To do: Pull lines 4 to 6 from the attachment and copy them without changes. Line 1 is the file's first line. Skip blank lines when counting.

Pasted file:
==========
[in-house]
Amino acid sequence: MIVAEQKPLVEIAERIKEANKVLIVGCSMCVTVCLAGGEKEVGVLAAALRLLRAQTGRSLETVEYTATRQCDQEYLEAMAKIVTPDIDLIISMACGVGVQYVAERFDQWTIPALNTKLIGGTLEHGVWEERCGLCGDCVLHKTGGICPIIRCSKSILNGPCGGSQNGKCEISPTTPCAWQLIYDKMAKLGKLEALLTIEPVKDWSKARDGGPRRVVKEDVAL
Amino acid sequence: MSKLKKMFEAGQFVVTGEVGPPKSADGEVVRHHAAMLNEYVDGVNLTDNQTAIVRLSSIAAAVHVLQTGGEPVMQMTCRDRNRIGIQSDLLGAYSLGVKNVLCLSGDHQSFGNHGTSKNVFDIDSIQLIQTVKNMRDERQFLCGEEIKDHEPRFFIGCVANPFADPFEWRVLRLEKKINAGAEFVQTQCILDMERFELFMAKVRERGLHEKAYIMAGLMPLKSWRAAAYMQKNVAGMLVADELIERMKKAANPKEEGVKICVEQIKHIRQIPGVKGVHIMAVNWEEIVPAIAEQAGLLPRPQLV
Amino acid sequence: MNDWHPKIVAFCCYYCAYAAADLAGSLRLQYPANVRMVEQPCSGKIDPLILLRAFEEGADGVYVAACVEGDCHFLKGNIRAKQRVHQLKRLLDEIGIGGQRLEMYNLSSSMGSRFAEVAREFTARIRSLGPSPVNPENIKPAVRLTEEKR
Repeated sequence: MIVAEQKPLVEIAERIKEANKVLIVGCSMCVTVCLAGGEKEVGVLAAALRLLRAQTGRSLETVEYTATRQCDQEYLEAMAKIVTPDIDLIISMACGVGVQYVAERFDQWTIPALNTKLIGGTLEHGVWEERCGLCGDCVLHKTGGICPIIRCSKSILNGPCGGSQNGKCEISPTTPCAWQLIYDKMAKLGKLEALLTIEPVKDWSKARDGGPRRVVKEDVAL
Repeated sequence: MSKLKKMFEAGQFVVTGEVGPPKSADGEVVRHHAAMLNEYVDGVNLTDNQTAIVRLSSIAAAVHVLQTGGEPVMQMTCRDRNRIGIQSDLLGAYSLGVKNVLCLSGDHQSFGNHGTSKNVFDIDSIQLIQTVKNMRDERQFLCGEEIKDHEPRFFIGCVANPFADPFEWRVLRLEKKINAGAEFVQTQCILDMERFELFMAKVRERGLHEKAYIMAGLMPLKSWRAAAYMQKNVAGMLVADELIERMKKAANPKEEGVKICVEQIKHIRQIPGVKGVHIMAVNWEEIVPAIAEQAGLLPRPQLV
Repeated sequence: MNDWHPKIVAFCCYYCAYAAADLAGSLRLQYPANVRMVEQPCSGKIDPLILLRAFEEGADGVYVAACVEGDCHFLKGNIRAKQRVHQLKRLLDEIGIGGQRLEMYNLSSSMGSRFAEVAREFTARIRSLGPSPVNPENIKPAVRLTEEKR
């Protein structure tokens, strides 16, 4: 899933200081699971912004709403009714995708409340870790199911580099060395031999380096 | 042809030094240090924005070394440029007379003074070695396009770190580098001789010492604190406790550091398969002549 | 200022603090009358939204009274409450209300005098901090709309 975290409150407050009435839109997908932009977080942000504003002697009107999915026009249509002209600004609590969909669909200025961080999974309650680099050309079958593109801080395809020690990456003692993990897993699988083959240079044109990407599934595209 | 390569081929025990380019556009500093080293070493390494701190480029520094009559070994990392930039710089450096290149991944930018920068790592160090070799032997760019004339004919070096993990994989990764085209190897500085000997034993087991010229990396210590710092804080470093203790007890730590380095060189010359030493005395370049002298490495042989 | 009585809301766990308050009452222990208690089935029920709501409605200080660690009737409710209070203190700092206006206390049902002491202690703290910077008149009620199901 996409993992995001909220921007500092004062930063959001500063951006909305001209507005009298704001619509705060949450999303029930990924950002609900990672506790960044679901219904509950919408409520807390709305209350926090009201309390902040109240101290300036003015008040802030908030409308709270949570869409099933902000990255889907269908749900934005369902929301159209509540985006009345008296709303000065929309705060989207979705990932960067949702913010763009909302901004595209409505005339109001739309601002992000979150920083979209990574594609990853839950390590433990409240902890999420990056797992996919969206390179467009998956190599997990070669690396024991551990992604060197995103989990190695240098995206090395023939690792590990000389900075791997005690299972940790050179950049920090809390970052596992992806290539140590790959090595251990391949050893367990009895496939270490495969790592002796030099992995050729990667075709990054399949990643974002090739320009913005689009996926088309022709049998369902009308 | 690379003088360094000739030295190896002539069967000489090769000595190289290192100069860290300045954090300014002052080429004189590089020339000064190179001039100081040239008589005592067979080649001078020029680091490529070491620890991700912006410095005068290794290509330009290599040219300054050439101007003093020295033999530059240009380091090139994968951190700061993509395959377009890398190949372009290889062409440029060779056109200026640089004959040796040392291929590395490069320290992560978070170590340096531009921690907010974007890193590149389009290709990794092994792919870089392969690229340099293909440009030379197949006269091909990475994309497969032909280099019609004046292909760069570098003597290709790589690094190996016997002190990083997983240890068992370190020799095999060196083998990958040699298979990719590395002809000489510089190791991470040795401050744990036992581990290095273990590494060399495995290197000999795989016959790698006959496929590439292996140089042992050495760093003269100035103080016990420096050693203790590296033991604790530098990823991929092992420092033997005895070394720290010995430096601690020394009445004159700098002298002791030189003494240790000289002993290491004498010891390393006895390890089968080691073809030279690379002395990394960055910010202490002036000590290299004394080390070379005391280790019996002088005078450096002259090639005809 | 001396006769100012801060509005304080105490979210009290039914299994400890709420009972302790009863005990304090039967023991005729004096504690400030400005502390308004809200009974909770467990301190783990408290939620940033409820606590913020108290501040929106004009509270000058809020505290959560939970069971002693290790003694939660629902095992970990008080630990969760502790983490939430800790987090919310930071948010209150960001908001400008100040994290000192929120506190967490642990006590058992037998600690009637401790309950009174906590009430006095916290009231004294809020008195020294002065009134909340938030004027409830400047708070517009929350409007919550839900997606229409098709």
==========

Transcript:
Amino acid sequence: MNDWHPKIVAFCCYYCAYAAADLAGSLRLQYPANVRMVEQPCSGKIDPLILLRAFEEGADGVYVAACVEGDCHFLKGNIRAKQRVHQLKRLLDEIGIGGQRLEMYNLSSSMGSRFAEVAREFTARIRSLGPSPVNPENIKPAVRLTEEKR
Repeated sequence: MIVAEQKPLVEIAERIKEANKVLIVGCSMCVTVCLAGGEKEVGVLAAALRLLRAQTGRSLETVEYTATRQCDQEYLEAMAKIVTPDIDLIISMACGVGVQYVAERFDQWTIPALNTKLIGGTLEHGVWEERCGLCGDCVLHKTGGICPIIRCSKSILNGPCGGSQNGKCEISPTTPCAWQLIYDKMAKLGKLEALLTIEPVKDWSKARDGGPRRVVKEDVAL
Repeated sequence: MSKLKKMFEAGQFVVTGEVGPPKSADGEVVRHHAAMLNEYVDGVNLTDNQTAIVRLSSIAAAVHVLQTGGEPVMQMTCRDRNRIGIQSDLLGAYSLGVKNVLCLSGDHQSFGNHGTSKNVFDIDSIQLIQTVKNMRDERQFLCGEEIKDHEPRFFIGCVANPFADPFEWRVLRLEKKINAGAEFVQTQCILDMERFELFMAKVRERGLHEKAYIMAGLMPLKSWRAAAYMQKNVAGMLVADELIERMKKAANPKEEGVKICVEQIKHIRQIPGVKGVHIMAVNWEEIVPAIAEQAGLLPRPQLV